The Largely Hidden Demand for Science and Engineering Activities

Build-at-home remote control subs

Today our family visited the truly awesome USA Science and Engineering Festival at the Mt. Vernon Convention Center in Washington. There were overwhelming amounts of exhibitors and shows and the place was absolutely packed. The exhibitors included everyone from companies like Lockheed Martin to elementary schools to college-level engineering and science departments. It was terrific to see so many people of all ages, shapes and colors “geeking out” (and I do mean that in the nicest, most complimentary way) on science and engineering.

Perhaps even more impressive than an event with enough exhibits to fill an entire convention hall was the number of people who were visiting. This free event must have drawn half of the populations of the DC metro area (okay, maybe that’s a slight exaggeration but the place was absolutely packed!). Of course, the fact that Jamie Hyneman and Adam Savage of TV’s MythBusters were on the program was a draw, for sure, but even during their performance, the rest of the exhibits were still absolutely teaming with people.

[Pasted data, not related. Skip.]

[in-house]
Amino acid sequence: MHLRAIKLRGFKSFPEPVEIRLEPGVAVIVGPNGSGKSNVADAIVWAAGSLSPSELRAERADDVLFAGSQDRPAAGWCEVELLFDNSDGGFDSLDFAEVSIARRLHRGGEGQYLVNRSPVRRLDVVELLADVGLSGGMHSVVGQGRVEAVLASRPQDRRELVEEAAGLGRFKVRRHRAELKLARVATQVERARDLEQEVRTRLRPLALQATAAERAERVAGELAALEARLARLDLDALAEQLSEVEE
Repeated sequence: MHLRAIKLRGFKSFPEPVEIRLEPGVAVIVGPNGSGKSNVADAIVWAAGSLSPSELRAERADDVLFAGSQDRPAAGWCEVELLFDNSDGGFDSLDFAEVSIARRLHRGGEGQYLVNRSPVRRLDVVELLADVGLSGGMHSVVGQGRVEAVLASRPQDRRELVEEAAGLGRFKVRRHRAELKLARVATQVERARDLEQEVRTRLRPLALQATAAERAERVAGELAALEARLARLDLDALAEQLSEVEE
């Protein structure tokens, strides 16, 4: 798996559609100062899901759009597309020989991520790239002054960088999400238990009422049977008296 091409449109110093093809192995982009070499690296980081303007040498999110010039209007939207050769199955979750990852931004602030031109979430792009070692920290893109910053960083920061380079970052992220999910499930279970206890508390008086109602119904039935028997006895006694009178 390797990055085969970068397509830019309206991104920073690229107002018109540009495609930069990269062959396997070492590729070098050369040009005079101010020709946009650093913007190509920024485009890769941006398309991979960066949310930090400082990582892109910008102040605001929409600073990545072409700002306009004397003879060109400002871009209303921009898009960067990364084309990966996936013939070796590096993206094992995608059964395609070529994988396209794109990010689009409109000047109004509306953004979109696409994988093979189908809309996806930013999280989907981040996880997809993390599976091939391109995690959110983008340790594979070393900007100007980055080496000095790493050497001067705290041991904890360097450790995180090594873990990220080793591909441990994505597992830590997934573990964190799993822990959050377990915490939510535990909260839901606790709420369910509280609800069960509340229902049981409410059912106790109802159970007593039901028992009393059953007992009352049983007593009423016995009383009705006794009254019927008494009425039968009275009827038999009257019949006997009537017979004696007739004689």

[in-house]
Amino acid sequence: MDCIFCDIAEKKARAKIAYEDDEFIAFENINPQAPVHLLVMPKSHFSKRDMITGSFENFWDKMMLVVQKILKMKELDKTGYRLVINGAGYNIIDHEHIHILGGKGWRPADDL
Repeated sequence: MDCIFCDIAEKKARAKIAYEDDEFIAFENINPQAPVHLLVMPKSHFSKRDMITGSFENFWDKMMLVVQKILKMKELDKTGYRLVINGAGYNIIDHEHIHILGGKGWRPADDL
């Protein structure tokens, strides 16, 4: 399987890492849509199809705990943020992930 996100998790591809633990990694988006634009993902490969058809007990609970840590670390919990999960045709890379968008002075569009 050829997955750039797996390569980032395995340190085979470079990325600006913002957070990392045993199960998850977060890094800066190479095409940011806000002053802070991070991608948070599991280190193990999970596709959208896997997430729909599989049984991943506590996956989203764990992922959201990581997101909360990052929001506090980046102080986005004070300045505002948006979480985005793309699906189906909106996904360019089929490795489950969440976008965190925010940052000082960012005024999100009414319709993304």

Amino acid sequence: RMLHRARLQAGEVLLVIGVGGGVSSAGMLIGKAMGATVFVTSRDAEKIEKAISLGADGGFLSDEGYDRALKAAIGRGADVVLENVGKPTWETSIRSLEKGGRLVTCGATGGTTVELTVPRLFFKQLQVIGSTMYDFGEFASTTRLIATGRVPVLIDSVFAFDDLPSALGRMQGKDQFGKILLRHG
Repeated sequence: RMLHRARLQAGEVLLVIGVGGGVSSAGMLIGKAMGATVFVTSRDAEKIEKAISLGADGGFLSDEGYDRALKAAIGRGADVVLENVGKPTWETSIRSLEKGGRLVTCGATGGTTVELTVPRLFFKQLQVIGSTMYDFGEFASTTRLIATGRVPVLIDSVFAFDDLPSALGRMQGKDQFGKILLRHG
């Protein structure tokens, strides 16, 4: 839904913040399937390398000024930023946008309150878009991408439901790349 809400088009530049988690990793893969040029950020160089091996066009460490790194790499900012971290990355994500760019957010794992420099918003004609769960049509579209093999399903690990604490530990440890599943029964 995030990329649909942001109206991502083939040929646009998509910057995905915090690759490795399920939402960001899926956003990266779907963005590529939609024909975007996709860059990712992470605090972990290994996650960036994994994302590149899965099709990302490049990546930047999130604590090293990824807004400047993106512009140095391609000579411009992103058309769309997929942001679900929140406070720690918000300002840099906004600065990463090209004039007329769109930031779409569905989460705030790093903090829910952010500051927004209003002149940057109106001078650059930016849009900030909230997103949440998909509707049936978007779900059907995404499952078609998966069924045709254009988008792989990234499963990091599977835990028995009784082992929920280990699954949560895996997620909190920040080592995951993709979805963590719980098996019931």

I’ve been thinking a lot about how naturally kids take to science when it’s presented in a child-friendly way. You don’t have to be a math geek or have a mechanical mind to appreciate how cool it is to, for example, watch plants grow differently if they’re kept in a cupboard vs. on a windowsill. (I did this experiment with our 4-year-old a few weeks ago and she woke up every morning so excited to check the progress of her plants.) And yet, it seems like as kids get older, science becomes more of a chore and they spend their free time playing sports and video games. And don’t get me wrong – sports are great (and even some video games are pretty good for kids), but sometimes I feel like we as parents aren’t doing enough to encourage a balance between these activities and ones that will build the skills kids will need to succeed as adults in the mid-21st century.

JJ and daughter after having eaten bugs
Rocket engine from Space X, the first commercial rocketB
Robot snake